The background of your painting is a key element of its composition.
|Prom shoes, oil on canvasboard, Carol L. Douglas|
Last week I wrote about the lost-and-found edge, and techniques to make edges and lines sink. That allows the viewer to focus on other passages that are more important.
The painter has three tools to drive the viewer’s eyes: hue, chroma (saturation) and value. These are the three aspects of color. The human eye is designed to respond to value shifts first, so that’s where we usually start. However, hue and chroma are also important.
Amp up the contrast in any combination of these three elements and you emphasize a focal point. Soften the contrast and the viewer’s eyes can glide past.
Peppers, oil on canvas, Carol L. Douglas
Negative space is the area around and between the subjects in a painting—it’s what we generally call the background. It should not be an afterthought. Negative space should be carefully designed to be as interesting as the subjects themselves. One of the many ways in which still life is a great training tool is in teaching painters to control this supposedly ‘empty’ space.
Still Life with Partridge and Pear, 1748, Jean-Baptiste-Siméon Chardin, courtesy Städelscher Museums-Verein e.V.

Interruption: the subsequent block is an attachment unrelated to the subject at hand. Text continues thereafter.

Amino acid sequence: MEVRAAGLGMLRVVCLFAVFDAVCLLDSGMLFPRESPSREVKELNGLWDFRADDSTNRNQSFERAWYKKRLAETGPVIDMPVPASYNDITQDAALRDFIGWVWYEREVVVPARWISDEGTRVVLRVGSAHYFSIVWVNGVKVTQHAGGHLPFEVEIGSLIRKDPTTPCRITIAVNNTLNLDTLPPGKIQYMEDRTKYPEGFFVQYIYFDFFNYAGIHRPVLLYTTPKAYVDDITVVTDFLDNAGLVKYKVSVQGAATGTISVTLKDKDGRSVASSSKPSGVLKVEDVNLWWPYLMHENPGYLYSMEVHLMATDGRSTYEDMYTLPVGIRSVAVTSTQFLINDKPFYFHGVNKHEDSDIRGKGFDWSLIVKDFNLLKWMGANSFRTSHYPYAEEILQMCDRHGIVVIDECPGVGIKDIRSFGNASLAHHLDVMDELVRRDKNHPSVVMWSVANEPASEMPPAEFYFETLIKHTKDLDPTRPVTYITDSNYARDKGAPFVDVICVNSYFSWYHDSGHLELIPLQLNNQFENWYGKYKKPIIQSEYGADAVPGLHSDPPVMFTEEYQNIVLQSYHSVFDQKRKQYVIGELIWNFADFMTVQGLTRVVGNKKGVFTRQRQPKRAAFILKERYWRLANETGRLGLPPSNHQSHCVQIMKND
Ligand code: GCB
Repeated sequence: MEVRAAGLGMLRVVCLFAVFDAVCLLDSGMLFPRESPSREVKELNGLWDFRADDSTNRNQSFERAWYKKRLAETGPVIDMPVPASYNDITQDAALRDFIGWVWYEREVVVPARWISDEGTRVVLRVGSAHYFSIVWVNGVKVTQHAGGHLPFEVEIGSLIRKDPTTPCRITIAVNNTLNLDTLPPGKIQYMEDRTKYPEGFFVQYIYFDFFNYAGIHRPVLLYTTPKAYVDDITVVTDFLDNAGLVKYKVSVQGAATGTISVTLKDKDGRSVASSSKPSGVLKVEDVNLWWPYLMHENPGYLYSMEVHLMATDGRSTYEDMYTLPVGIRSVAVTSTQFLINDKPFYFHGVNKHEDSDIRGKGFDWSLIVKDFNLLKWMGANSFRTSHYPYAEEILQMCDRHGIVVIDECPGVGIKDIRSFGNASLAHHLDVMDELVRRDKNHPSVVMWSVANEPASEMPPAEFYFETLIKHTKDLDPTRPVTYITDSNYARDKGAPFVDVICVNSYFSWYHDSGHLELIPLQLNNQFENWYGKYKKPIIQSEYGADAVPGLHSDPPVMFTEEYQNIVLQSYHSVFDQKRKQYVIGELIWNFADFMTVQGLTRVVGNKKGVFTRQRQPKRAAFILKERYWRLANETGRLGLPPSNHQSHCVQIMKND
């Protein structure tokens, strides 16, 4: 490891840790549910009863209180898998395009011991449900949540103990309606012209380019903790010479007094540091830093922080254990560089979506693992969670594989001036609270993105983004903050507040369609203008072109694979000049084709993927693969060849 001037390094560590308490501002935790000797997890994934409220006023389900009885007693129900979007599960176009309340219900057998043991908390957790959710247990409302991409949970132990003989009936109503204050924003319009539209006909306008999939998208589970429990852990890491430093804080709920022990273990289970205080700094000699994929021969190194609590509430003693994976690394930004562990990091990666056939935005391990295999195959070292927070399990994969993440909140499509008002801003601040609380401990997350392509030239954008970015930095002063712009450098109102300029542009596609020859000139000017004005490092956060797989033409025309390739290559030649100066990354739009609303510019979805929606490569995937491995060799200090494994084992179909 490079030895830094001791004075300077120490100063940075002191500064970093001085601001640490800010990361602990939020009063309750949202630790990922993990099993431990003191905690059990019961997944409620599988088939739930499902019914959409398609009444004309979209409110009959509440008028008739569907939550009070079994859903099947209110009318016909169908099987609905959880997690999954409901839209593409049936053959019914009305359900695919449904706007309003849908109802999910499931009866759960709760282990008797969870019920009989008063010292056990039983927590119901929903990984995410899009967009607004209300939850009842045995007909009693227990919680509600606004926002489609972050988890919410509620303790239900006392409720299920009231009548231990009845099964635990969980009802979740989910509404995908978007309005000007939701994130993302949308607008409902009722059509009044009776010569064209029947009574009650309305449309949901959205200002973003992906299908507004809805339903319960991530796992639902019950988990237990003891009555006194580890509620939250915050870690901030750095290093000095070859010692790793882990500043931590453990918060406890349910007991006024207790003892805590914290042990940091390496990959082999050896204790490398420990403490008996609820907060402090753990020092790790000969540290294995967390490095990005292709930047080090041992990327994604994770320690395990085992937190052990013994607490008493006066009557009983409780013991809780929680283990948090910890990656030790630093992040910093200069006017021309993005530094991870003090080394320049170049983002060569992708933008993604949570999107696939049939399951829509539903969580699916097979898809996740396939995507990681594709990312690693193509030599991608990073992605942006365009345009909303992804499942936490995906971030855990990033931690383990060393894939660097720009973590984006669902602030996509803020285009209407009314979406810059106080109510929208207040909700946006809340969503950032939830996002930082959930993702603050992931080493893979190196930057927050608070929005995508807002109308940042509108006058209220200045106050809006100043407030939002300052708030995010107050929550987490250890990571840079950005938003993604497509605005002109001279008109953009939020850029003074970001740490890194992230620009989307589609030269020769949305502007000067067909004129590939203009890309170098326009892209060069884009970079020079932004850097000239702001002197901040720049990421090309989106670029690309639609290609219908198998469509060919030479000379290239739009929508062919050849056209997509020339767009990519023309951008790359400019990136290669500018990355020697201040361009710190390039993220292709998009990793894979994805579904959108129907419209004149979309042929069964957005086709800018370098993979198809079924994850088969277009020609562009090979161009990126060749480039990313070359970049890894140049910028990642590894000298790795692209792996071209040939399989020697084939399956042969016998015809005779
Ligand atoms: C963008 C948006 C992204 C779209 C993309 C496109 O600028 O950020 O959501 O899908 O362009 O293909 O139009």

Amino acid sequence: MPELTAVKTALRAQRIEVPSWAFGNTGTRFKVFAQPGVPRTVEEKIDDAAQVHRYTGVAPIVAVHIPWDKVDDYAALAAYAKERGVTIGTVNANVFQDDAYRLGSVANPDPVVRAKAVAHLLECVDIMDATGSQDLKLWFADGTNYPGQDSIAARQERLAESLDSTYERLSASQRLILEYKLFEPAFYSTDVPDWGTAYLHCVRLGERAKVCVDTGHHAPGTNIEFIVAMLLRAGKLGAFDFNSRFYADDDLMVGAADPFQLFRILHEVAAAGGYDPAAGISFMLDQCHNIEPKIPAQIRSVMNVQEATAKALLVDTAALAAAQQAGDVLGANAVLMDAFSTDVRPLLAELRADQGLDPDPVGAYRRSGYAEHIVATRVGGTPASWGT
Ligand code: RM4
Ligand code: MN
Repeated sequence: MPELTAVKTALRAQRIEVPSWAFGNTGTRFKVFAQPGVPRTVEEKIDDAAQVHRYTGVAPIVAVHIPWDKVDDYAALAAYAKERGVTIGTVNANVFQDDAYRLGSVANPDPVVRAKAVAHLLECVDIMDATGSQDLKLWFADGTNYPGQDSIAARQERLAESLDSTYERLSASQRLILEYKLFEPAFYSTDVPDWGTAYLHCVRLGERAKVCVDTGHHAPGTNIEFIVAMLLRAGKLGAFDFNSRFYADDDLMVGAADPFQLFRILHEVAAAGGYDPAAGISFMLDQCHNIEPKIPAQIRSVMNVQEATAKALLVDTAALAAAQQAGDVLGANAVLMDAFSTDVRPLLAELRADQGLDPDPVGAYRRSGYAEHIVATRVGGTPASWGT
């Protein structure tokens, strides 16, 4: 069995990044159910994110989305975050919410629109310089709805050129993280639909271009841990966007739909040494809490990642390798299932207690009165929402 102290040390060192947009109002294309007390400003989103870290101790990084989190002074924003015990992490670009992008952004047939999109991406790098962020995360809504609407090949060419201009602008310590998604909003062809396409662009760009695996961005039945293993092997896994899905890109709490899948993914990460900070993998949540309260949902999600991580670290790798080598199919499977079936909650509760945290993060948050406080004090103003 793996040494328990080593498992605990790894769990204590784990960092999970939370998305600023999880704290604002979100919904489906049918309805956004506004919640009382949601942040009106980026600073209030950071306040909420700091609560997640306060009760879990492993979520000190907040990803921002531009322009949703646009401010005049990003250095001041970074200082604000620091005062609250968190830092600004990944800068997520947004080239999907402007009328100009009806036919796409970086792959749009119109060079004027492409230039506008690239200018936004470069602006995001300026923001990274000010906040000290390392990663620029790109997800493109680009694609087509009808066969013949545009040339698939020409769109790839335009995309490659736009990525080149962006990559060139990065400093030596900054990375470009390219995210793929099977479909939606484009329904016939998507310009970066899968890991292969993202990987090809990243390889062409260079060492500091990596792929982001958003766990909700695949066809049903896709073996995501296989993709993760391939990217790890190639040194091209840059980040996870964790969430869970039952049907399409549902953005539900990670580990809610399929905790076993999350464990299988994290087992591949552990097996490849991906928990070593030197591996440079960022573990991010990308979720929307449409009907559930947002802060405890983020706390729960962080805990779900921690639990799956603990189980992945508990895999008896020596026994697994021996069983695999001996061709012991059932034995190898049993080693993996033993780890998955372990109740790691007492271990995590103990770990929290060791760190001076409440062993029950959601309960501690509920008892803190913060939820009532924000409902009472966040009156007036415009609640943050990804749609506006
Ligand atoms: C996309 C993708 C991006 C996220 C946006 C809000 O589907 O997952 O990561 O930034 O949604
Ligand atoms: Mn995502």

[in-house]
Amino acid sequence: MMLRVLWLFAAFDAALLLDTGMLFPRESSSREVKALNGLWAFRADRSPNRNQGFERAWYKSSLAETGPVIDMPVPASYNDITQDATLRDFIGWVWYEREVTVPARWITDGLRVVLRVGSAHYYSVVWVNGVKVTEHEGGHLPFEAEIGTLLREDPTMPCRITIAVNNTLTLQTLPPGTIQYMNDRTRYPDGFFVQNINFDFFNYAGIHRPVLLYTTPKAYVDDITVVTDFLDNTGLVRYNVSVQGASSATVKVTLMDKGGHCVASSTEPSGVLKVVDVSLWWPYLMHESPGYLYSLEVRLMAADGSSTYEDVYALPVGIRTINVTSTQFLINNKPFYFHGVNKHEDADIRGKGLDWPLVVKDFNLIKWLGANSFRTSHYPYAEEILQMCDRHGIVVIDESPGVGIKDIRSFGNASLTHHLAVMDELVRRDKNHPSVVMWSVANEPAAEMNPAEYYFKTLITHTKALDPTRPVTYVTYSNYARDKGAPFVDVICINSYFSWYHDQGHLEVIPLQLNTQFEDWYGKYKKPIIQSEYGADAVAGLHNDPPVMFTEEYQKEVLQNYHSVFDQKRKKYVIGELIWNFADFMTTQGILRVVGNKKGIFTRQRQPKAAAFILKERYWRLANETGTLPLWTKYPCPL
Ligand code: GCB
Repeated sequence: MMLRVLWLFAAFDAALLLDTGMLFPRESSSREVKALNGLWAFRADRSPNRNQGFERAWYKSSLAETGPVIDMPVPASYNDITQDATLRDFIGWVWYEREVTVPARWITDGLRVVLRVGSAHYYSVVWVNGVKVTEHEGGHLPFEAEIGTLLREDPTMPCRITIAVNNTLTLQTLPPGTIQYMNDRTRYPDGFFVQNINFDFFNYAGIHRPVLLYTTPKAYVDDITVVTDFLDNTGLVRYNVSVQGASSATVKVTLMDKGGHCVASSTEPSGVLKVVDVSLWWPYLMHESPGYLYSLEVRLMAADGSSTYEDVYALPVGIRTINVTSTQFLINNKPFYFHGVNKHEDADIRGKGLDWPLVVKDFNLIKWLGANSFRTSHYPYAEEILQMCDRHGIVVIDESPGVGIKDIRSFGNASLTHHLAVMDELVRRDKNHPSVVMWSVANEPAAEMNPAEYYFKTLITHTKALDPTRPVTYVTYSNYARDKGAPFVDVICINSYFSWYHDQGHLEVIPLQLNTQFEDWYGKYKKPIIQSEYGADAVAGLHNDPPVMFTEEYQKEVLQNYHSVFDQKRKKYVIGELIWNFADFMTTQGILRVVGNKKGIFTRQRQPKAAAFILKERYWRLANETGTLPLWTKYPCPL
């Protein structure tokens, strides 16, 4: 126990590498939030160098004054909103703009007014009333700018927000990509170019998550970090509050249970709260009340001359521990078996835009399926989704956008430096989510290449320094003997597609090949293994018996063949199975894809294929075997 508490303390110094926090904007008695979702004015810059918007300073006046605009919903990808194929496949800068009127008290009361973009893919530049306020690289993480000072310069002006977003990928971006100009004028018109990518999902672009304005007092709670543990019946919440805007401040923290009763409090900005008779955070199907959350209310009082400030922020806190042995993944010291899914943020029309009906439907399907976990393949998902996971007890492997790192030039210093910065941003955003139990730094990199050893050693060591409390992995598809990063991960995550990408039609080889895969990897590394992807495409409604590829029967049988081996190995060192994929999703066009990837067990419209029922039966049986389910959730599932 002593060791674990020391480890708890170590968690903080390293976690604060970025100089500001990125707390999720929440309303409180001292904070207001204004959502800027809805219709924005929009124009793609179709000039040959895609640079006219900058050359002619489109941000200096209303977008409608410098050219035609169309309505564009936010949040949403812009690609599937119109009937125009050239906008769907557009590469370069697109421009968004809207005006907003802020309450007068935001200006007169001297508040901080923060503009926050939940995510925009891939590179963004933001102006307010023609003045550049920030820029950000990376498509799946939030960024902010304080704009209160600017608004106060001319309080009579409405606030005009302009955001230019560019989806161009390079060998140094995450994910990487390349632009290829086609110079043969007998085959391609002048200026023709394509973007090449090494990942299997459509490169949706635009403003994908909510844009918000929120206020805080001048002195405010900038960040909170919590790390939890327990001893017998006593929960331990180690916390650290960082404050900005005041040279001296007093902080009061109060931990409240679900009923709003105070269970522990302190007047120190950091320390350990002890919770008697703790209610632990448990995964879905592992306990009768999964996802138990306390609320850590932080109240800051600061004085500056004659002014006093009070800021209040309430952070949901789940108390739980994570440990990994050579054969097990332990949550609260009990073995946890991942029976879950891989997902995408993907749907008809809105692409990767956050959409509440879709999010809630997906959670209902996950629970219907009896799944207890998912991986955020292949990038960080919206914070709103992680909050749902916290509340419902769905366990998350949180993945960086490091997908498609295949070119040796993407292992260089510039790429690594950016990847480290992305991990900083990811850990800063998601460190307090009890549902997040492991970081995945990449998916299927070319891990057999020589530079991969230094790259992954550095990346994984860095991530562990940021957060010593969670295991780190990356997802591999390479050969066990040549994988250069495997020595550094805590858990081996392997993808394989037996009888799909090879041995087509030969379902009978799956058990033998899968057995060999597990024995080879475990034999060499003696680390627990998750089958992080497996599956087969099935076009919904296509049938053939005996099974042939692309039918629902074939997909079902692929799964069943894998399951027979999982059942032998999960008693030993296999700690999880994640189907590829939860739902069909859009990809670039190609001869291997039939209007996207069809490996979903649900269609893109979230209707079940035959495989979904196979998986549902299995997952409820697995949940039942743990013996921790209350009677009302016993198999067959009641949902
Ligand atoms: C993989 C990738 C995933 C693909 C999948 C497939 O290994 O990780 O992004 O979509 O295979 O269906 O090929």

Jean-Baptiste-Siméon Chardin was a master of still life. His Still Life with Partridge and Pearshows just how dynamic supposedly-empty negative space can be in a painting. The brushwork is lively, and the light is concentrated on the shadow side of the pear to drive our eye to that edge. Contrast then drives us to look at the snare and then the bird’s tailfeathers and foot. The background seems quick and loose, but it’s very elegant in its design.
Self-portrait, 1771, pastel, Jean-Baptiste-Siméon Chardin, courtesy Musée du Louvre, Paris,
Twenty years later, Chardin carried that technique forward in his own self-portrait. The shifting light across the background throws the figure into stark relief. While the focal point is the light side of the face, he makes the shadows earn their keep by creating a vigorous edge down the shadow side of the figure. That line is at least as interesting as the line on the light side of the face, and it’s made visible by the light thrown onto the background.
Tin foil hat, oil on canvas, Carol L. Douglas
That, of course, was the 18th century, and we don’t tend to paint in such high contrast today. That doesn’t mean we aren’t using the same basic techniques. The modern painter can use any of the following in his work:
- Heighten the contrast between positive and negative shapes with lighting;
- Use lively brushwork in the background;
- Carefully plan interesting negative shapes;
- Bring background color into the foreground objects and vice-versa;
- Imply background with brushwork, color and shadow;
- Eliminate background detail, and just imply a shadow;
- Break or minimize the edges of tables or drapes.